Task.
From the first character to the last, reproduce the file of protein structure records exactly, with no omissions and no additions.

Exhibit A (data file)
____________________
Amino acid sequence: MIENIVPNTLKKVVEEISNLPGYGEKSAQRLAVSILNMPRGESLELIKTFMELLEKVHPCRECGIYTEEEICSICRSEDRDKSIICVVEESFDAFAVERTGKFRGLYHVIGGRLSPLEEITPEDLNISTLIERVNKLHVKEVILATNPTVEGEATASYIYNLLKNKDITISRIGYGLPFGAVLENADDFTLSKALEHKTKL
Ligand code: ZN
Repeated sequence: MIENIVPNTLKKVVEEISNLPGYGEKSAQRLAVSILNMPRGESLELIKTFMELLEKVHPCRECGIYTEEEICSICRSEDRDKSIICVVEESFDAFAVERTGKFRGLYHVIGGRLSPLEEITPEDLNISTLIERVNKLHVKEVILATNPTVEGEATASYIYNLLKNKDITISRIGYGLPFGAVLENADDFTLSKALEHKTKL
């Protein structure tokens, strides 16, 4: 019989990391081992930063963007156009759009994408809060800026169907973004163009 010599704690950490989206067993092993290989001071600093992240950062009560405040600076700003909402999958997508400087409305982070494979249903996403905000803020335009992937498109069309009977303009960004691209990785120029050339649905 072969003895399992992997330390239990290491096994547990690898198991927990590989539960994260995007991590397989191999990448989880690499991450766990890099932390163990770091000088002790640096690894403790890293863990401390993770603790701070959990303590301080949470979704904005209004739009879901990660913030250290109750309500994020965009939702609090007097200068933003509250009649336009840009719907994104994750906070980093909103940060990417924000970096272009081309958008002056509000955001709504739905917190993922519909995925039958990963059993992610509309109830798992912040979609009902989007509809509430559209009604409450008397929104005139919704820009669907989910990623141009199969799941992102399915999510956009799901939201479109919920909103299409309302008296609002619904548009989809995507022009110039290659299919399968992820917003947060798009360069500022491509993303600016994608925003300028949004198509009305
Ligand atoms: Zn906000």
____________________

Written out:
Amino acid sequence: MIENIVPNTLKKVVEEISNLPGYGEKSAQRLAVSILNMPRGESLELIKTFMELLEKVHPCRECGIYTEEEICSICRSEDRDKSIICVVEESFDAFAVERTGKFRGLYHVIGGRLSPLEEITPEDLNISTLIERVNKLHVKEVILATNPTVEGEATASYIYNLLKNKDITISRIGYGLPFGAVLENADDFTLSKALEHKTKL
Ligand code: ZN
Repeated sequence: MIENIVPNTLKKVVEEISNLPGYGEKSAQRLAVSILNMPRGESLELIKTFMELLEKVHPCRECGIYTEEEICSICRSEDRDKSIICVVEESFDAFAVERTGKFRGLYHVIGGRLSPLEEITPEDLNISTLIERVNKLHVKEVILATNPTVEGEATASYIYNLLKNKDITISRIGYGLPFGAVLENADDFTLSKALEHKTKL
């Protein structure tokens, strides 16, 4: 019989990391081992930063963007156009759009994408809060800026169907973004163009 010599704690950490989206067993092993290989001071600093992240950062009560405040600076700003909402999958997508400087409305982070494979249903996403905000803020335009992937498109069309009977303009960004691209990785120029050339649905 072969003895399992992997330390239990290491096994547990690898198991927990590989539960994260995007991590397989191999990448989880690499991450766990890099932390163990770091000088002790640096690894403790890293863990401390993770603790701070959990303590301080949470979704904005209004739009879901990660913030250290109750309500994020965009939702609090007097200068933003509250009649336009840009719907994104994750906070980093909103940060990417924000970096272009081309958008002056509000955001709504739905917190993922519909995925039958990963059993992610509309109830798992912040979609009902989007509809509430559209009604409450008397929104005139919704820009669907989910990623141009199969799941992102399915999510956009799901939201479109919920909103299409309302008296609002619904548009989809995507022009110039290659299919399968992820917003947060798009360069500022491509993303600016994608925003300028949004198509009305
Ligand atoms: Zn906000």